When reading academic books of a certain size the usage of endnotes in those is killing me and my productivity. That is practically part of the definition:
Footnotes are notes at the foot of the page while endnotes are collected under a separate heading at the end of a chapter, volume, or entire work. Unlike footnotes, endnotes have the advantage of not affecting the layout of the main text, but may cause inconvenience to readers who have to move back and forth between the main text and the endnotes.
Wikipedia: Note (typography)
While there seem to be some speculative thoughts out there about the general waste of using these arcane formatting conventions it seems particularly nasty to have these endnotes in academic works, especially grievous when organised by chapters or even finer grained:
I understand that some readers don’t want to read footnotes but as part of the target demographic for academic books, as a consumer of academic books, as one who pays a considerable number of dollars for increasingly expensive academic books, I object to the rise of endnotes to the exclusion of footnotes in academic books.
The Evil Of Endnotes In Academic Books
There is the weak rationale that target demographics caused this preference, which does not make that much sense. Certain publication series, like journals, have their own tradition for how to format things, granted. But if that targeting is indeed the cause:
Why did that start? When did that start? How come this preference for disregarding the intended readership is more prevalent in American books than European books?
Looking for details on how these decisions became so entrenched I could not find any historical explanation. Neither on any conscious decision making process nor on a description or explanation of the process leading to the present situation.
Another Wikipedia article offers an unsourced explanation that points in the direction of somehow cultural preference:
Viele Herausgeber fürchten, Fußnoten könnten auf ein breiteres Publikum abschreckend wirken.
Translation: Many editors/publishers fear that footnotes could act as a deterrent to a wider audience.
Since this reasoning is not only unsourced but also quite far from making much sense and also almost contrary to some standards of tradition, ergonomics and usability, especially for historians, theologians, linguists and the like.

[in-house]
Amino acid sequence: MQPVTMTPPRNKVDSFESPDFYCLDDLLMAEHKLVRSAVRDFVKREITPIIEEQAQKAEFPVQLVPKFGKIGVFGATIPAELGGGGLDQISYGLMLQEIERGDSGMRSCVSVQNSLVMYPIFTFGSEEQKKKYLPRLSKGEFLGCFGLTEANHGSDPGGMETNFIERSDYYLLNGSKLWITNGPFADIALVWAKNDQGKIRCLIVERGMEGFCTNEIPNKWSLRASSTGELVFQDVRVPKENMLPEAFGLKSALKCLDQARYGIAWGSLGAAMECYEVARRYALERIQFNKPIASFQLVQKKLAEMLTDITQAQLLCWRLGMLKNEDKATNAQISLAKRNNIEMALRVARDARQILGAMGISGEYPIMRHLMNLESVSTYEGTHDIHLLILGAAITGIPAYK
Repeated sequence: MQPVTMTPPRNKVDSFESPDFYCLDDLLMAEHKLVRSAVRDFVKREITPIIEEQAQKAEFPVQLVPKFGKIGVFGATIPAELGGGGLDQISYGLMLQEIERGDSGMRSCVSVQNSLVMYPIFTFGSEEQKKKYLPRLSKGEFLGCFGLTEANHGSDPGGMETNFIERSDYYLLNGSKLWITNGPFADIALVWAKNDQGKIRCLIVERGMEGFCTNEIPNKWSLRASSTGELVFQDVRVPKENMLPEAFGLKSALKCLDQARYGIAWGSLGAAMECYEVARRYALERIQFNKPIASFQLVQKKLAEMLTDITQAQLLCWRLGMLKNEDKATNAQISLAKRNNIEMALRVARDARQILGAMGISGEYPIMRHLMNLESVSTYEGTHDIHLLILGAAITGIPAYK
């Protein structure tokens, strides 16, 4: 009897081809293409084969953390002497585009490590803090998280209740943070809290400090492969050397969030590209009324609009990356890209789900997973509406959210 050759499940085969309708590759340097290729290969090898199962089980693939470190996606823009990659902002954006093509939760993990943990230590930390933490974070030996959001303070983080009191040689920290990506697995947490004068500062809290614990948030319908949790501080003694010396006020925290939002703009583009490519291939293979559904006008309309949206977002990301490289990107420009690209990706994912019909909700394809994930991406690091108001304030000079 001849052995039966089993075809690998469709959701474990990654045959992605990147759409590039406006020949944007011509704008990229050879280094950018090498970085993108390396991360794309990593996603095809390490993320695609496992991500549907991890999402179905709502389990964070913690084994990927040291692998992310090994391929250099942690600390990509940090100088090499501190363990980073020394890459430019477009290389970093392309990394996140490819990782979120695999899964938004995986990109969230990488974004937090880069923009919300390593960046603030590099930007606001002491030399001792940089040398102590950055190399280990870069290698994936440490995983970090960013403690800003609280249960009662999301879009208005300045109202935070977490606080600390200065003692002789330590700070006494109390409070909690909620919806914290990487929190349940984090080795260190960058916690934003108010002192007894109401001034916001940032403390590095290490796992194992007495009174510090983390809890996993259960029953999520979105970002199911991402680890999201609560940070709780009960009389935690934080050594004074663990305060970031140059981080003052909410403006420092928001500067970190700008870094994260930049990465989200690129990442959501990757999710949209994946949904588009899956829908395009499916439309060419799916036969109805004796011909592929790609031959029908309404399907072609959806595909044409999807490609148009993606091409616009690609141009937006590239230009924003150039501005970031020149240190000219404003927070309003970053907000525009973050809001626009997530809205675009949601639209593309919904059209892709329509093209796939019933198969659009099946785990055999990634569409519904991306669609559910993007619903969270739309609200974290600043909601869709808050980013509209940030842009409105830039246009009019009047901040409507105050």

A seemingly comprehensive work on the subject has very little to say about the history of this exact rivalry :
But Hume also put forward some technical complaints, which he hoped Gibbon might take into account in preparing the second edition of his work, chiefly in order to make it more accessible to the reader:
He ought certainly to print the number of the chapter at the head of the Margin, and it would be better if something of the Contents coud also be added. One is also plagued with his Notes, according to the present Method of printing the Book: When a note is announced, you turn to the End of the Volume; and there you often find nothing but the Reference to an Authority: All these Authorities ought only to be printed at the Margin or the Bottom of the Page.
This text reveals much. It reminds us, first of all, that Gibbon's footnotes began as endnotes, and only reached what we now chink of as their traditionally prominent position on Gibbon's page after Hume complained. But it also confirms that the technical, documentary side of Gibbon's footnoting did not represent a radical innovation in exposition or format. Hume did not see the notion that citations should identify the sources of statements in a historical text as radically new.
Ten years before Gibbon brought out the first, endnoted volume of the Decline and Fall, Möser had already finished printing the first, preliminary, spectacularly documented edition of his Osnabrückische Geschichte. The early twentieth-century historian of historiography Eduard Fueter ––ever more willing to notice exceptional individual achievements than to abandon the traditional categories they challenged–– und Möser's achievement surprisingly modern, even radical, in meth and presentation (though highly conservative in content). Möser, he admitted, did not try to conceal, but strove to reveal, the sources from which he worked. Footnotes, in short, were written by eighteenth-century historians who lived and worked in very different worlds, societies, and even libraries. The need for clearly presented historical documentation established itself, paradoxically, in the age of the philosophes, who despised pedantry as a form of secular superstition.
One last time, David Hume offers crucial testimony. He directed the letter in which he insisted that Gibbon make his endnotes into f tnotes not to Gibbon hi selfbut to their joint publisher, William Strahan. As he said, "I intended to have given him (Gibbon} my Advice with regard to the manner of printing it; but as I am now writing to you, it is the same thing.
Anthony Grafton: "The Footnote. A Curious History", Harvard University Press, Cambridge, 1997, p 103, 116, 222.
Since when and why do some academic publishers use, prefer or enforce endnotes instead of footnotes in academic books, even in the face of that that may not the most reasonable choice?